Many cloud storage applications involve the need to ingest data from multiple locations around the world. It’s common to start by outlining an architecture that involves sending all files to a central data center, and then uploading them to cloud storage. This is directly analogous to prior-generation processes of sending tapes or disks to a central location, so it’s familiar and makes sense at first glance.
In practice, however, there are a number of problems with this approach. Not only does it require unnecessarily sending the same data twice, it creates a data bottleneck in one location and doesn’t take full advantage of the distributed nature of the cloud.
This article will review these limitations and describe an architecture that is much more efficient in many situations: direct ingest to cloud storage from multiple locations. This approach is enabled by Signiant Flight, a SaaS solution for accelerated large file transfers to and from cloud storage. Flight is available for both Amazon S3 and Microsoft Azure blob storage, and is particularly impactful for remote locations without low-latency access to cloud data centers.
Every situation is different, but following factors will often make a direct-to-cloud architecture more efficient and cost-effective than a central repository model.
When the system is designed to require that all data flow first to a central data center, most content needs to be moved twice. Since every transfer involves time, cost, and potential failure, this is intrinsically inefficient. With a distributed architecture, each data set only needs to move once.
For the data center that’s receiving everything, inbound bandwidth constraints can slow transfers and create a single point of failure. A large, expensive storage cache is required to hold data before cloud upload, and a pipe large enough to handle the upload throughput is also going to be expensive, and — no matter how big the pipe — it will eventually fill up. Both of these issues can be eliminated if each data-generating location simply uploads directly to the cloud.
In the centralized scenario, the primary data center pipe would likely be a fixed circuit option from a cloud provider like Azure ExpressRoute or Amazon Direct Connect. These circuits are not only expensive, they also tie you in to a single geographic location and a single cloud platform provider.
If you choose a distributed ingest approach, each contributing location will need to be equipped with a means of initiating data transfers to the cloud. FTP is very clunky, and slow for remote locations. Multi-part upload utilities might provide some improvement, but will be unlikely to provide adequate speed and reliability across the entire ecosystem.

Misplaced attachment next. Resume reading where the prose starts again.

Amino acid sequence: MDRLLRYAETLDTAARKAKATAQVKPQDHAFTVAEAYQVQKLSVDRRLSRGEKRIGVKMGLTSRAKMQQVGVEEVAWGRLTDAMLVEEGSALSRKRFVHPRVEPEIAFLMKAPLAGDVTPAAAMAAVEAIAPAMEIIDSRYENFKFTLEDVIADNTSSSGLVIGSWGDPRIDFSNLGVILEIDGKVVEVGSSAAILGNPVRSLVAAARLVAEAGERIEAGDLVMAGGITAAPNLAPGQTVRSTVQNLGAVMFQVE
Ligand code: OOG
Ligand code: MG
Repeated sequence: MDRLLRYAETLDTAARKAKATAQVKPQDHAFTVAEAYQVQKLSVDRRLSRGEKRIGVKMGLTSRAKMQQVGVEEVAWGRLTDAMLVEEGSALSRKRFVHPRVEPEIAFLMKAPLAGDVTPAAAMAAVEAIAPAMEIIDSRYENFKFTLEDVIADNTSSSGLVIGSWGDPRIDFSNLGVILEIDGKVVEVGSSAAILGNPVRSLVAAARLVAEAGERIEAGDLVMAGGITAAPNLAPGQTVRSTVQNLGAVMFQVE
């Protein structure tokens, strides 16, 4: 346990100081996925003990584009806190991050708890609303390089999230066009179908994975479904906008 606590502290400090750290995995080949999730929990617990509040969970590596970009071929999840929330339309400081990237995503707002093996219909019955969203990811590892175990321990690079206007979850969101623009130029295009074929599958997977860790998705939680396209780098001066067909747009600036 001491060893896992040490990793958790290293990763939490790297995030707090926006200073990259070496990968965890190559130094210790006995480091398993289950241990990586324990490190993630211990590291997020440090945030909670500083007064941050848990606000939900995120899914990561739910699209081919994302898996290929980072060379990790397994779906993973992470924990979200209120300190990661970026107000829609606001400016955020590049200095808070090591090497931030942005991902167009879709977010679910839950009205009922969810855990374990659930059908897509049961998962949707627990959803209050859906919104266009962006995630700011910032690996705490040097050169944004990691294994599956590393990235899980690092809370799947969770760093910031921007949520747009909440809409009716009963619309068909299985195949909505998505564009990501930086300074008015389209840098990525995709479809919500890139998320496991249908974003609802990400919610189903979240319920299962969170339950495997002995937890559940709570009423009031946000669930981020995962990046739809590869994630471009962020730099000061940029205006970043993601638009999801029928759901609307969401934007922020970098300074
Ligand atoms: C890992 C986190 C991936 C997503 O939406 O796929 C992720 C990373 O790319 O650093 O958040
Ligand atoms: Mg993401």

This is where Signiant Flight comes in. With a simple software client installed at each data source location, Flight’s advanced acceleration technology enables the transfer of any size file into either AWS or Azure – reliably, securely, and up to 200 times faster than FTP. Flight allows each business location access to the closest cloud vendor data center, and end-to-end encryption provides additional security for data in transit and at rest.
Some companies have a good reason for routing data through a central location before uploading to cloud storage. If a company simply must transfer data before upload, remember Signiant acceleration technology can improve file transfer speeds and is especially impactful for large files. Two of Signiant’s products are used for this kind of workflow.
There is one more scenario where Flight, in combination with cloud storage, is especially impactful. Many companies that need to distribute the same content to multiple locations around the world send that file out from one location, repeatedly. This architecture saturates the internal network with repeat load of the same file and doesn’t fully utilize the speed of the destination’s network. Because it is a single pipe from one source, it must be split several ways, slowing down the file transfer in direct proportion to the number of sends.
A far more efficient way is to send the file to cloud storage once, and provide each receiving location with a Flight client. When these locations require the file, they can use Flight to pull it in a secure, accelerate manner from a nearby cloud location. The removes the network bottleneck from the central data center, and enables each endpoint to fully utilize its local network bandwidth.
Flight provides many benefits that modern global businesses need to effectively utilize cloud storage, especially for content ingest and distribution. These are:
Speed: Up to 200 times faster than FTP/TCP, maintaining transfer speed regardless of latency and distance between end points.
Reliability: Auto recovery from interrupted file transfers allow restart without losing previously transferred data.
Security: AES256 Encryption in transit and encryption at rest. Obfuscation of cloud credentials and centralized access key management.
Elasticity and Flexibility: Scale up and down as data loads vary. Deploy to many for few endpoints. Transfer any size file and any amount of data. Maintain cloud independence, use AWS and/or Azure.
Ease of Use and Deployment: No need to procure and manage cloud servers and software for acceleration. Simple client download for on-premises endpoint.
Cost Effectiveness: Less expensive and more flexible than dedicated connectivity (AWS Direct Connect or Azure ExpressRoute). Only pay for what you use.